He opposed these schools on the ground that they gave only a secular education, but more strongly for the reasons which he had stated, that it was a step towards contralization, and placing in the hands of the Government the whole system of education. The principle had been repudiated in England, and had never answered in any country where it had been tried. Eminent statesmen, including Sir James Graham, had pointed out the impossibility of such a system being successful. Then Lord Stanley, the founder of the national system in Ireland, of which that to which he was referring was an excrescence, speaking in the debate on English education in 1839, said that he rose to grapple with the Ministerial proposition, and to oppose any measure which would give direct control over the moral and religious education of the people of this country to any Board. The right hon. Gentleman the Member for Bucks had fully endorsed that sentiment with respect to England, and he now appealed to him for support in the view which he was advocating with regard to Ireland. The right hon. Gentleman said he was an advocate of national education, but that it did not therefore follow he should be an advocate of State education, and that, believing the system which was sought to be established by the Government was alien to the habits and contrary to the genius of the English people, he should oppose, to the utmost of his power, the rash attempt at centralization. The Chancellor of the Exchequer took a similar view; and, with those authorities on his side, he had no hesitation in appealing to the House to repudiate a system to which he, for one, should deem it to be his duty strenuously to object. The right hon. Gentleman the Secretary for Ireland, he might add, had confirmed by an instance which he gave, the justice of the course which he took; for in the case in which he alleged a school of navigation had succeeded in Ireland, he had admitted that the Government had been led to establish it because of the great success of the free schools in the county of Antrim. The Roman Catholics of Ireland were, he might further observe, opposed to those model schools, upon the ground that they were State schools, as much as any other members of the community; but they were opposed to them also because they were founded on the absence of religious teaching. In the case of the ordinary National schools, the children when they returned home learnt their prayers at their mothers' knees; and besides, there was always exercised over those schools the control of the local patrons. But in the schools which were solely the property of the Government, and in which many of the pupils resided, and were thus removed from home influence, the objection to the want of religious teaching applied with double force. To recapitulate his objections to these schools, they were foreign to the original system; they gave an education to those who could afford to pay for it; they were extravagantly costly; they were unnecessary; they competed unfairly with other schools; they were fatal to free education; and, above all, they were a step towards the system of centralized State schools which had been repudiated in England. As it would be impracticable to move the rejection of the whole Vote, he moved the reduction of the Vote by £268, the cost of the Enniscorthy schools, which were attended by thirty-one pupils, in order to afford the Committee an opportunity of expressing an opinion that steps ought to be taken for the gradual abolition of these schools. The hon. and gallant Gentleman concluded by moving that the Vote should be reduced by £268.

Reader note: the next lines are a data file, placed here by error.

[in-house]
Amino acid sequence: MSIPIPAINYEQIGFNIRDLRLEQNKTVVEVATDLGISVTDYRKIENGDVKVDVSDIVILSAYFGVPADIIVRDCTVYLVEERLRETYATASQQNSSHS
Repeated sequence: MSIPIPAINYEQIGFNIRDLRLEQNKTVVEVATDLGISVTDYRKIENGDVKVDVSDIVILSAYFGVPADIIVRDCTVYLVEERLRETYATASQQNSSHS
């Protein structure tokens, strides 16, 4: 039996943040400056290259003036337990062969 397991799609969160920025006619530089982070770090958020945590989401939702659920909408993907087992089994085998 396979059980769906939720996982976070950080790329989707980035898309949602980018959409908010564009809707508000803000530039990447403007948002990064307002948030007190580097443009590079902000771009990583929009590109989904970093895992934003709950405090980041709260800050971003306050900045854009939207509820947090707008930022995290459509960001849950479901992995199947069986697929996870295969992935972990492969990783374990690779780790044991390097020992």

said, the hon. Member had made a speech which might be just, but it was not generous. He (Mr. Bagwell) was of opinion that the model schools were originally established with a sincere wish to benefit the people of Ireland. He could not help thinking that the hon. Gentleman was actuated not so much by an objection to the cost of these schools as by a desire to establish a denominational system of education in Ireland. In the south and west, where the bulk of the property belonged to Protestants, while the majority of the population were Roman Catholics, such a system, which depended upon voluntary subscriptions aided by proportionate Government grants, could never be successful. If the model schools were abolished, the National system would go with them. And if that system was destroyed, he did not believe that from Clonmel to Cork there would be any education at all. He said that because before the introduction of the National system there was no education. Thirty years ago there were nothing but hedge schools, which were carried on in shanties by the side of the roads, and each child carried with it a piece of turf to warm it during the day, as its contribution to the support of the school. In the towns the Roman Catholics of Ireland could and did educate their children admirably, but in the country they could not. Even the excellent schools which they had in the towns they owed to the model schools, but for which they would never have had them. The hon. and gallant Gentleman had said that these model schools had annihilated the private ones. That was true enough, but the abolition of the model schools would not bring back the private schools. In Clonmel there used to be half a dozen good schools, but they had all vanished, and their place had been supplied by the model school. If that was done away with, the people would look in vain for the resuscitation of the private schools which it had supplanted. The abolition of the model schools would involve the destruction of the National system of education, and the check of that gradual improvement which had for many years been going on in Ireland.